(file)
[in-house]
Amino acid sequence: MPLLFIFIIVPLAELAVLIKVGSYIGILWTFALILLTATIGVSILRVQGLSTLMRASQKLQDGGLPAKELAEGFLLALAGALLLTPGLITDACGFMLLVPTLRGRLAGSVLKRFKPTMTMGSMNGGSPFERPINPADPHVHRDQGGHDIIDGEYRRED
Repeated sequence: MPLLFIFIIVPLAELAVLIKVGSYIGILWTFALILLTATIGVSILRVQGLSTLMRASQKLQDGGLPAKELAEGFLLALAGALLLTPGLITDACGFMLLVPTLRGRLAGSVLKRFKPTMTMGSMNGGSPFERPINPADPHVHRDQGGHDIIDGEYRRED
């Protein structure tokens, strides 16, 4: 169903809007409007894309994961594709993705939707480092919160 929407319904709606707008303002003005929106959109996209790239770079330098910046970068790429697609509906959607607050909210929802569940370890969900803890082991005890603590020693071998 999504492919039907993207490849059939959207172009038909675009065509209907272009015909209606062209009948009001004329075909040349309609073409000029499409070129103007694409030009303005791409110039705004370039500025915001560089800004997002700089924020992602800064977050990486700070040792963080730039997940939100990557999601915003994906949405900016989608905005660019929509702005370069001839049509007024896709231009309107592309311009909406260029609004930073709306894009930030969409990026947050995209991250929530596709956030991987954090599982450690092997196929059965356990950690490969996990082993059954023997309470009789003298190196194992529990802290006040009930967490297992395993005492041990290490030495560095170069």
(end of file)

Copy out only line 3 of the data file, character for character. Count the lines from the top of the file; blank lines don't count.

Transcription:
Repeated sequence: MPLLFIFIIVPLAELAVLIKVGSYIGILWTFALILLTATIGVSILRVQGLSTLMRASQKLQDGGLPAKELAEGFLLALAGALLLTPGLITDACGFMLLVPTLRGRLAGSVLKRFKPTMTMGSMNGGSPFERPINPADPHVHRDQGGHDIIDGEYRRED